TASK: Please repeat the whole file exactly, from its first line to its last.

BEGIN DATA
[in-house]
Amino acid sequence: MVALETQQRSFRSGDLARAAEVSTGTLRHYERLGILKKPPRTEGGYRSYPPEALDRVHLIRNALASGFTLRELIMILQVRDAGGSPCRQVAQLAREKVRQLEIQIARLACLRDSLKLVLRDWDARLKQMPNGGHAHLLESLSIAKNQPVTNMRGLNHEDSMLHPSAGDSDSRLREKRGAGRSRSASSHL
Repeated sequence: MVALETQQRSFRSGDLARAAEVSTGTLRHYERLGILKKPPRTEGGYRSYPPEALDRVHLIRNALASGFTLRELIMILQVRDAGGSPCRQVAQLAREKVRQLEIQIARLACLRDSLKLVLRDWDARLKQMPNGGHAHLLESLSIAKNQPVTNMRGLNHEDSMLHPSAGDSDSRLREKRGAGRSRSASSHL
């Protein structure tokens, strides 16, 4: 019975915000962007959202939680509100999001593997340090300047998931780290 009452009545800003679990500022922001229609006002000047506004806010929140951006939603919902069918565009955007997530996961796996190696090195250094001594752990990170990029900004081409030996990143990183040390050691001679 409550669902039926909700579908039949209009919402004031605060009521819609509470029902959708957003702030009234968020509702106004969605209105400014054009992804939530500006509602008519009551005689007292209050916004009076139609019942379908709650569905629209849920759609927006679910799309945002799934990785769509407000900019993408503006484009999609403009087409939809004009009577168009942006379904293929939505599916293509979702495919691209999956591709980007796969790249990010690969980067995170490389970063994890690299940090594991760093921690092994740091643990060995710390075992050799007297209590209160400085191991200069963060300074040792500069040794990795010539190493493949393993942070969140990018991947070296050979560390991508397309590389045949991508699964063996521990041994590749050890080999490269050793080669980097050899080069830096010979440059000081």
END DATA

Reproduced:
[in-house]
Amino acid sequence: MVALETQQRSFRSGDLARAAEVSTGTLRHYERLGILKKPPRTEGGYRSYPPEALDRVHLIRNALASGFTLRELIMILQVRDAGGSPCRQVAQLAREKVRQLEIQIARLACLRDSLKLVLRDWDARLKQMPNGGHAHLLESLSIAKNQPVTNMRGLNHEDSMLHPSAGDSDSRLREKRGAGRSRSASSHL
Repeated sequence: MVALETQQRSFRSGDLARAAEVSTGTLRHYERLGILKKPPRTEGGYRSYPPEALDRVHLIRNALASGFTLRELIMILQVRDAGGSPCRQVAQLAREKVRQLEIQIARLACLRDSLKLVLRDWDARLKQMPNGGHAHLLESLSIAKNQPVTNMRGLNHEDSMLHPSAGDSDSRLREKRGAGRSRSASSHL
């Protein structure tokens, strides 16, 4: 019975915000962007959202939680509100999001593997340090300047998931780290 009452009545800003679990500022922001229609006002000047506004806010929140951006939603919902069918565009955007997530996961796996190696090195250094001594752990990170990029900004081409030996990143990183040390050691001679 409550669902039926909700579908039949209009919402004031605060009521819609509470029902959708957003702030009234968020509702106004969605209105400014054009992804939530500006509602008519009551005689007292209050916004009076139609019942379908709650569905629209849920759609927006679910799309945002799934990785769509407000900019993408503006484009999609403009087409939809004009009577168009942006379904293929939505599916293509979702495919691209999956591709980007796969790249990010690969980067995170490389970063994890690299940090594991760093921690092994740091643990060995710390075992050799007297209590209160400085191991200069963060300074040792500069040794990795010539190493493949393993942070969140990018991947070296050979560390991508397309590389045949991508699964063996521990041994590749050890080999490269050793080669980097050899080069830096010979440059000081």